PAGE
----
WillowBe's Reviews > Rage: A Love Story

Rage by Julie Anne Peters
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's review
Dec 19, 2011

liked it
bookshelves: gay-protagonist, a-heroines-journey
Read from December 19, 2011 to January 15, 2012

I think this is a great book for GLBT teens. FYI, there is no ACTUAL sex. There are is frank sexuality in daydreams and longing, but there is much more SENSUALITY than sex. And I didn't find it offesnsive at all. It took a while to get to the climax, and watching Johanna's descent was painful. I felt like- why isn't anyone SEEING this child?? Why can't they look beyond their own needs and expectations to guide a young person who is desperate for deep connections?? but then we all know the answer to that: like Jeannette, noone wants to get too involved.

*****************************MAJOR SPOILERS NEXT-- STOP READING NOW!!!!*************************************************************************************************

My big beef with the book is killing off Robbie . Why, why, why???? If the goal is to give Reeve the space she needs to grow into her own person without having the burden of a disabled sibling, that could have been accomplished by having Robbie kill Anthony- who surely deserved it!- and then enter the penal system. Tessa could have helped him find a fantastic disabled aware public defender who could have then used the senior project essay as proof that they had been through long-standing abuse- used a "Burning Bed" kind of defense. I thought that's why we had the essay in the first place- to serve two functions, not just to alert Jo to their messed up situation. That was a waste of all the time they spent on the essays. yeah, jail would have been hard, but he could have gone to some special unit for mentally different people, or undergone some kind of special school where he'd be trained in social skills, educated with his abilities and disabilities in mind, taught a trade, etc. He wanted just what Johanna wanted- love and connection. And to just kill him off?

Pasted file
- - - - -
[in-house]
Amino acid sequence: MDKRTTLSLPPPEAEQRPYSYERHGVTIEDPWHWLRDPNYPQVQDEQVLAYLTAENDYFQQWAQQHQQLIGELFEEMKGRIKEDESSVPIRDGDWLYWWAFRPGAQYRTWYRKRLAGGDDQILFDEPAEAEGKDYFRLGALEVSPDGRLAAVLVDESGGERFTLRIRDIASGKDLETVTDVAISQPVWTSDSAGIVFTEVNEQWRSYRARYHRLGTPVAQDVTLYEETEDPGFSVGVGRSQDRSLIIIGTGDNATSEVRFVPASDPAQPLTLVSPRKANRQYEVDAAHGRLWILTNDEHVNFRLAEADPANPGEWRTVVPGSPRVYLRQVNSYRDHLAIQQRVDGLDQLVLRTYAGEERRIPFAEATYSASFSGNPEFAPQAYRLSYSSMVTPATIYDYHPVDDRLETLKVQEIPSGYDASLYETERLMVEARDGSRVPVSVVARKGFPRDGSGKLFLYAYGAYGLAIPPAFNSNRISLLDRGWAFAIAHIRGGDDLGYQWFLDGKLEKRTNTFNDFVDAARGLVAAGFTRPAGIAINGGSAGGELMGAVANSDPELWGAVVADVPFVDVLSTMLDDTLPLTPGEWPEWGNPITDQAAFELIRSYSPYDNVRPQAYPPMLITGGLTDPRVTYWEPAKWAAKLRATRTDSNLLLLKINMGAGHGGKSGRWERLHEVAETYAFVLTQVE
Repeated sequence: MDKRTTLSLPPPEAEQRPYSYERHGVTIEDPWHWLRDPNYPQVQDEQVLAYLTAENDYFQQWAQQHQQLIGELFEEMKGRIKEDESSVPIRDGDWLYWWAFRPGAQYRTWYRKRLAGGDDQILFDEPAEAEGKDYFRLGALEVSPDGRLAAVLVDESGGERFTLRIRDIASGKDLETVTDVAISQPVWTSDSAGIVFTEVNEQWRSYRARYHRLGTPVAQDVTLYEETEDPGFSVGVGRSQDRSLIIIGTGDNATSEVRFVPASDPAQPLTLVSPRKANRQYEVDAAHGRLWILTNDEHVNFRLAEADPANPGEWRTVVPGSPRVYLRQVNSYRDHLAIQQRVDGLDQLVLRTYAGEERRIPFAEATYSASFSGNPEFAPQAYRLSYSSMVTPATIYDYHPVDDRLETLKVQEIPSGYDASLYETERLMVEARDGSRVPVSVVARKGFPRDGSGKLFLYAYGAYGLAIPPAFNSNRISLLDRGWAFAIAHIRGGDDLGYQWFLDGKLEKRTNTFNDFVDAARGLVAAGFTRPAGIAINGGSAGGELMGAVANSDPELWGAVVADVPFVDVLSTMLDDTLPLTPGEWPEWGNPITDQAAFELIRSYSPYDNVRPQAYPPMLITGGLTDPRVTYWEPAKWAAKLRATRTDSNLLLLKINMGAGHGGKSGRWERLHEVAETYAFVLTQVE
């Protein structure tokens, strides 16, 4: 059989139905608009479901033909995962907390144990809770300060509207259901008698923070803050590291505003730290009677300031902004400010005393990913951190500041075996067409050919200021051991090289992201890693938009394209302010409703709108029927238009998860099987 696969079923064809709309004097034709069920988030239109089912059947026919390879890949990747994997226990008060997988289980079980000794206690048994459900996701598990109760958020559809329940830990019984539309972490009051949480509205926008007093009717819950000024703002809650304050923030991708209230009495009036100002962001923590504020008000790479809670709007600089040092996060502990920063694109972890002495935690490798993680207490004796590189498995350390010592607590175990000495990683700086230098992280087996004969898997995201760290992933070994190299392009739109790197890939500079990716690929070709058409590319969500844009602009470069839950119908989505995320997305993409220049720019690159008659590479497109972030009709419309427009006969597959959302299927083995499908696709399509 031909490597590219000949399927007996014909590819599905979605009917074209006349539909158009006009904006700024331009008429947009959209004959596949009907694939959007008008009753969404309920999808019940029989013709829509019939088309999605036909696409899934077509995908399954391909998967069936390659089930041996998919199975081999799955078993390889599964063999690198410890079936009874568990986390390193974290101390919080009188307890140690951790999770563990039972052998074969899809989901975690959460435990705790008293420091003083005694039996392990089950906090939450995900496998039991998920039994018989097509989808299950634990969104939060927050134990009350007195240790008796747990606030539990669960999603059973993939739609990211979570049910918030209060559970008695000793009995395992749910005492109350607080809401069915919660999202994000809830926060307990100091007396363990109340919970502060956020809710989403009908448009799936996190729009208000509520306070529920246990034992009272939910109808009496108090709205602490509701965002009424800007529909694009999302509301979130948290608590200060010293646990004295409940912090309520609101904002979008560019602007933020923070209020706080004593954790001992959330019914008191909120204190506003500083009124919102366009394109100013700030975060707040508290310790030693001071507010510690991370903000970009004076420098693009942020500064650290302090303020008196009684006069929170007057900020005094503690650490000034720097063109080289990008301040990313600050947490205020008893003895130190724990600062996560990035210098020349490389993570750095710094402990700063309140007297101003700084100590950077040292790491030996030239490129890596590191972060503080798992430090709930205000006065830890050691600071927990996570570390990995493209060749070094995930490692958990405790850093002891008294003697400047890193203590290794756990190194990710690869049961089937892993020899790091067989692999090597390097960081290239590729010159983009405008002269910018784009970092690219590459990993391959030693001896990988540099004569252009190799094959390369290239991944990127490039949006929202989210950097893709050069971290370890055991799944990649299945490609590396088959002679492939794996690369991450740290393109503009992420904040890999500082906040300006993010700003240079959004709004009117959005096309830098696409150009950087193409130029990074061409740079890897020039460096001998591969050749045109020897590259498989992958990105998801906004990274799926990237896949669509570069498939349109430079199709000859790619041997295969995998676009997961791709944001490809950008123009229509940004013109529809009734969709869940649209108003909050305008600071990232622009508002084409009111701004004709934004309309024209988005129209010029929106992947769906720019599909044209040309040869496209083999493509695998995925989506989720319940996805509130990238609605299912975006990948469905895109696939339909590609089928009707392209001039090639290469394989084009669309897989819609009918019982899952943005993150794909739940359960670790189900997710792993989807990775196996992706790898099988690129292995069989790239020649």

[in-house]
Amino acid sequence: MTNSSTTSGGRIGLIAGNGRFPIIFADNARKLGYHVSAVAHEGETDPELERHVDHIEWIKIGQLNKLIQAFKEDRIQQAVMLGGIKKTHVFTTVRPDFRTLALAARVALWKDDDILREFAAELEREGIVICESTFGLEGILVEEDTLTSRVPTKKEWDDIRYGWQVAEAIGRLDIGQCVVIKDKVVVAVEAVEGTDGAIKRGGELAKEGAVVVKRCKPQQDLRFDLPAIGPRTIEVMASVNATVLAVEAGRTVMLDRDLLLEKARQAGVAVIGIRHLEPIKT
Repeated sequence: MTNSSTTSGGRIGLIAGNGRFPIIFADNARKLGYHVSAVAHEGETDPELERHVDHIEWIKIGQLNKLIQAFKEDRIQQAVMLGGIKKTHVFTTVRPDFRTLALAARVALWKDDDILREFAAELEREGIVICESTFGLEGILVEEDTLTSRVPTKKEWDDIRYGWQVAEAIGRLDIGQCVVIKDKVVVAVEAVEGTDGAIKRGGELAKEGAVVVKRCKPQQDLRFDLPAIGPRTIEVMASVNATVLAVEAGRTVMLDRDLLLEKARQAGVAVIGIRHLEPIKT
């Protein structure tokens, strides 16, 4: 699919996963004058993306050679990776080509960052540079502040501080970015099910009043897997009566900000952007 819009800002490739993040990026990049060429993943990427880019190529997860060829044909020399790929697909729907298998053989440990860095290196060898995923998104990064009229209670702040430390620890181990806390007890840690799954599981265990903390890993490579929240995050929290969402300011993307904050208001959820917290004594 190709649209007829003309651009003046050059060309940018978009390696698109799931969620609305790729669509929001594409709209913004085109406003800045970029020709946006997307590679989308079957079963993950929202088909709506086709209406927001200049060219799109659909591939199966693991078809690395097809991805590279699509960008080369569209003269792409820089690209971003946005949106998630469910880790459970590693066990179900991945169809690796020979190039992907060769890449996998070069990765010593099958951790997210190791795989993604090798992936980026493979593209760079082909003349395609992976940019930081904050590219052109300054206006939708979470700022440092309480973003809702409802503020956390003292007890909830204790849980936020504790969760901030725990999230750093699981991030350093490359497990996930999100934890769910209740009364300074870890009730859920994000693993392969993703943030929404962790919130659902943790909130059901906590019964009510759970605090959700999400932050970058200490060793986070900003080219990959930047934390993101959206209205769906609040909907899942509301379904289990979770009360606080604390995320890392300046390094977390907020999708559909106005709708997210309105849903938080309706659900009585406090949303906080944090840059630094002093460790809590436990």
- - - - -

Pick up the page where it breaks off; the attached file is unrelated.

I thought that was disrespectful to the character. Reeve could still have learned self-control without him serving as her outward stop mechanism. At the least, it would have given parity between Reeve and Jo- both with dead mothers, but caring siblings and at least one good friend.

Maybe it woudl have seemed to much of a HE, but I think it would have respected the concern and empathy we put into learning to like a character who was so initiallly repellant.


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